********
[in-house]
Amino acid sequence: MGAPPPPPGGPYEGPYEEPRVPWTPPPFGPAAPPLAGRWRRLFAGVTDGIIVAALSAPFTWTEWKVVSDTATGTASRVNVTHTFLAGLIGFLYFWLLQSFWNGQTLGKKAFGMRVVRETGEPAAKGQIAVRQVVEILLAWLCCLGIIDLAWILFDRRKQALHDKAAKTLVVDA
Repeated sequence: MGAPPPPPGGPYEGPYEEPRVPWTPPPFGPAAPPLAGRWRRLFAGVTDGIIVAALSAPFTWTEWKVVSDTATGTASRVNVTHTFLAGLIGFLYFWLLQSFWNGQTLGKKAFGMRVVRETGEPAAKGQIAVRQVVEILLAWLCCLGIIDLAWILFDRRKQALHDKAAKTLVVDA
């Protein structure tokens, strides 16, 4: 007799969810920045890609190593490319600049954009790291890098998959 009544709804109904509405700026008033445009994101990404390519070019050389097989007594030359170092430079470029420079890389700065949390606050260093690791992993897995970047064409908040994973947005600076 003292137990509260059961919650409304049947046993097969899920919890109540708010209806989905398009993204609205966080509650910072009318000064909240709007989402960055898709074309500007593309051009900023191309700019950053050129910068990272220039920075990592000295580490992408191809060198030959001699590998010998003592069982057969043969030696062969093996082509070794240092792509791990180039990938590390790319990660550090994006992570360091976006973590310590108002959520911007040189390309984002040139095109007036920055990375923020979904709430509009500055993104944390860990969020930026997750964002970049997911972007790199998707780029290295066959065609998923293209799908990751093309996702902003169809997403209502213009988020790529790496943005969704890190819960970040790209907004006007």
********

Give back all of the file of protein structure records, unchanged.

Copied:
[in-house]
Amino acid sequence: MGAPPPPPGGPYEGPYEEPRVPWTPPPFGPAAPPLAGRWRRLFAGVTDGIIVAALSAPFTWTEWKVVSDTATGTASRVNVTHTFLAGLIGFLYFWLLQSFWNGQTLGKKAFGMRVVRETGEPAAKGQIAVRQVVEILLAWLCCLGIIDLAWILFDRRKQALHDKAAKTLVVDA
Repeated sequence: MGAPPPPPGGPYEGPYEEPRVPWTPPPFGPAAPPLAGRWRRLFAGVTDGIIVAALSAPFTWTEWKVVSDTATGTASRVNVTHTFLAGLIGFLYFWLLQSFWNGQTLGKKAFGMRVVRETGEPAAKGQIAVRQVVEILLAWLCCLGIIDLAWILFDRRKQALHDKAAKTLVVDA
């Protein structure tokens, strides 16, 4: 007799969810920045890609190593490319600049954009790291890098998959 009544709804109904509405700026008033445009994101990404390519070019050389097989007594030359170092430079470029420079890389700065949390606050260093690791992993897995970047064409908040994973947005600076 003292137990509260059961919650409304049947046993097969899920919890109540708010209806989905398009993204609205966080509650910072009318000064909240709007989402960055898709074309500007593309051009900023191309700019950053050129910068990272220039920075990592000295580490992408191809060198030959001699590998010998003592069982057969043969030696062969093996082509070794240092792509791990180039990938590390790319990660550090994006992570360091976006973590310590108002959520911007040189390309984002040139095109007036920055990375923020979904709430509009500055993104944390860990969020930026997750964002970049997911972007790199998707780029290295066959065609998923293209799908990751093309996702902003169809997403209502213009988020790529790496943005969704890190819960970040790209907004006007």